Friday, October 28, 2016

Stay Granted in Alabama Pilot Suit

By Walter F. Roche Jr.

An Alabama judge has granted a stay to Pilot Travel and it chief executive James A. Haslam in a longstanding suit in which a trucking firm charges it was cheated out of millions of dollars in promised rebates.
The stay halts most proceeding in the case pending the results of a related appeal in federal court.
But the decision by Mobile County Circuit Court Judge Sarah Hicks Stewart does allow lawyers for Wright Trucking to continue discovery, including depositions of key figures including Haslam.
The owner of the Cleveland Browns, has thus far rebuffed efforts to take testimony under oath about his knowledge of the multi-million dollar rebate cheating scheme.
Haslam, however, has repeatedly denied any knowledge of the rebate fraud, but his company already has paid out some $175 million to settle claims from truckers and to settle a complaint filed by the federal government.
The Alabama suit is one of two remaining legal claims against Pilot. The other, filed by two other trucking firms, is pending in a Franklin County Ohio court. In both the Ohio and Alabama cases, lawyers have initiated attempts to force Haslam to testify.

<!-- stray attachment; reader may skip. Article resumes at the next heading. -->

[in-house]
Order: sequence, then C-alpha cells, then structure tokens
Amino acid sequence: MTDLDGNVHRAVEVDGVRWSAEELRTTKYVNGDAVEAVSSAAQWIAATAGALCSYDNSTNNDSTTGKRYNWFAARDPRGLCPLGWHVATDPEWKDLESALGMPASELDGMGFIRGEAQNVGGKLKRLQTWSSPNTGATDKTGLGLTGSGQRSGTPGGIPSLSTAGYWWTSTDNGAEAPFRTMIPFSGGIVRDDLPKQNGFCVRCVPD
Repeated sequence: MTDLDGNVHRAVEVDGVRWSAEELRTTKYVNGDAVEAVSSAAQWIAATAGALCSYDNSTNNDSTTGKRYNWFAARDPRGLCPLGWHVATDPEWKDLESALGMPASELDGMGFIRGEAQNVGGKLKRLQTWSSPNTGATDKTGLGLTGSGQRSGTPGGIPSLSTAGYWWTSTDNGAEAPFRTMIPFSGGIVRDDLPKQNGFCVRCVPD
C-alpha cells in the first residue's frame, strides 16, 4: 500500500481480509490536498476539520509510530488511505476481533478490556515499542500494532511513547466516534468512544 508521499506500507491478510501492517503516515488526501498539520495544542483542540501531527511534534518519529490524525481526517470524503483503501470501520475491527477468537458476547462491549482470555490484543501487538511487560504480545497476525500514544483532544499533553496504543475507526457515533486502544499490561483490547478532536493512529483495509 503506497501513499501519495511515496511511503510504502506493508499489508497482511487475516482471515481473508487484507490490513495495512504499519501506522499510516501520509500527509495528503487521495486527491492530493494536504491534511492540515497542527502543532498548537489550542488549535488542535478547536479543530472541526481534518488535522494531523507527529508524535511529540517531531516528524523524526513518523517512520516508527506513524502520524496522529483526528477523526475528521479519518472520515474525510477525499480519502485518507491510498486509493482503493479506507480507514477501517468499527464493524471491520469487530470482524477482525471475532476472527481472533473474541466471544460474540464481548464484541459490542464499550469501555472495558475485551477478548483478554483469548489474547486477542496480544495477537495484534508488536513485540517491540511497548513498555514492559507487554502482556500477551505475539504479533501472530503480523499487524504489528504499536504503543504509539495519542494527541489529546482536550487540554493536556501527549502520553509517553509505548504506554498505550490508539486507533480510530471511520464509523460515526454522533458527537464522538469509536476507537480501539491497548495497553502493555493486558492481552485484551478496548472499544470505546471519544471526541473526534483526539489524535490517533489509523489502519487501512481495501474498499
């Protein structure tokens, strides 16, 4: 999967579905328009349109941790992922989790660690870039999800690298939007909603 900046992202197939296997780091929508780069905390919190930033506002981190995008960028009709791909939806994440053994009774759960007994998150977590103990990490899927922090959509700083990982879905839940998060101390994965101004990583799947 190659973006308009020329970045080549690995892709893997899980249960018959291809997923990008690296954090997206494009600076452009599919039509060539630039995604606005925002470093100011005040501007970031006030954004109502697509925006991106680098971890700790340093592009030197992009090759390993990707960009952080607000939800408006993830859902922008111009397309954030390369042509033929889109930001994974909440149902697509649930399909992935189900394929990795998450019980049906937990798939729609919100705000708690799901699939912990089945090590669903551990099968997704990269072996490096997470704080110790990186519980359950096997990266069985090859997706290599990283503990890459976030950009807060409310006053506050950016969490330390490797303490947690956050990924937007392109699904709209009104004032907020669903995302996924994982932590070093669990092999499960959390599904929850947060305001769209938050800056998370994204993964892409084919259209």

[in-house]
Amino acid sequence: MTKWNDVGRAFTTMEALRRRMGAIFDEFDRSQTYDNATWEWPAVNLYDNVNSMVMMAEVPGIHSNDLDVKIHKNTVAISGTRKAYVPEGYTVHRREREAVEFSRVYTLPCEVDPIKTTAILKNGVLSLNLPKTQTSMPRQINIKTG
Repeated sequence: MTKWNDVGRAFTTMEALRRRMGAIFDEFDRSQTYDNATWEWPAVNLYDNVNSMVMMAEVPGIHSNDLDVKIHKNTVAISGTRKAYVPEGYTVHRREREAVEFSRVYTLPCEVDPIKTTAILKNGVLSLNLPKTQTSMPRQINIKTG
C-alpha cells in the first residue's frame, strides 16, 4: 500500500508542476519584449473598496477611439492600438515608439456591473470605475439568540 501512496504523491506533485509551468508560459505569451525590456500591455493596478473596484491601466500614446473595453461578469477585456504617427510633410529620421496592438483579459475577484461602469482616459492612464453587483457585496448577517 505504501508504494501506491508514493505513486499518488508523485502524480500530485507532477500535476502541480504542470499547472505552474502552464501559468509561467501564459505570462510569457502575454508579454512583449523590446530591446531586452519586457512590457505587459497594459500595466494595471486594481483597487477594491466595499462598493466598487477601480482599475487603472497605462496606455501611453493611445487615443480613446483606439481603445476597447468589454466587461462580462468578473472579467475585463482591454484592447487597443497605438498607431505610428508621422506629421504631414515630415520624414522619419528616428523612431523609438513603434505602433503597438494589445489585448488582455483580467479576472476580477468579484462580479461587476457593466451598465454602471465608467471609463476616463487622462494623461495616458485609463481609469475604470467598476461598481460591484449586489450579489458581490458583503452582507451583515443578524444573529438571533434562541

Stewart denied the stay sought by Brian Mosher, another former Pilot sales staffer, because he failed to perfect his appeal and failed to answer the original complaint.
In the ruling this week Stewart gave Mosher additional time to file an answer.
The two pending suits and a now settled class action suit in Arkansas followed a raid on Pilot's Knoxville, Tenn. headquarters by the FBI. An FBI agent later filed an affidavit in federal court detailing a widespread scheme by Pilot sales staffers to cheat truckers out of promised rebates.
While dozens of trucking firms agreed to a settlement, Wright, FST Express and HB Logistics opted out of the settlement and decided to pursue their claims in state courts.
Ten former Pilot sales staffers already have entered guilty pleas to mail and wire fraud charges and another eight have entered not guilty pleas and face trial in Knoxville, Tenn. next year. A recent effort for a change of venue in those cases was denied.

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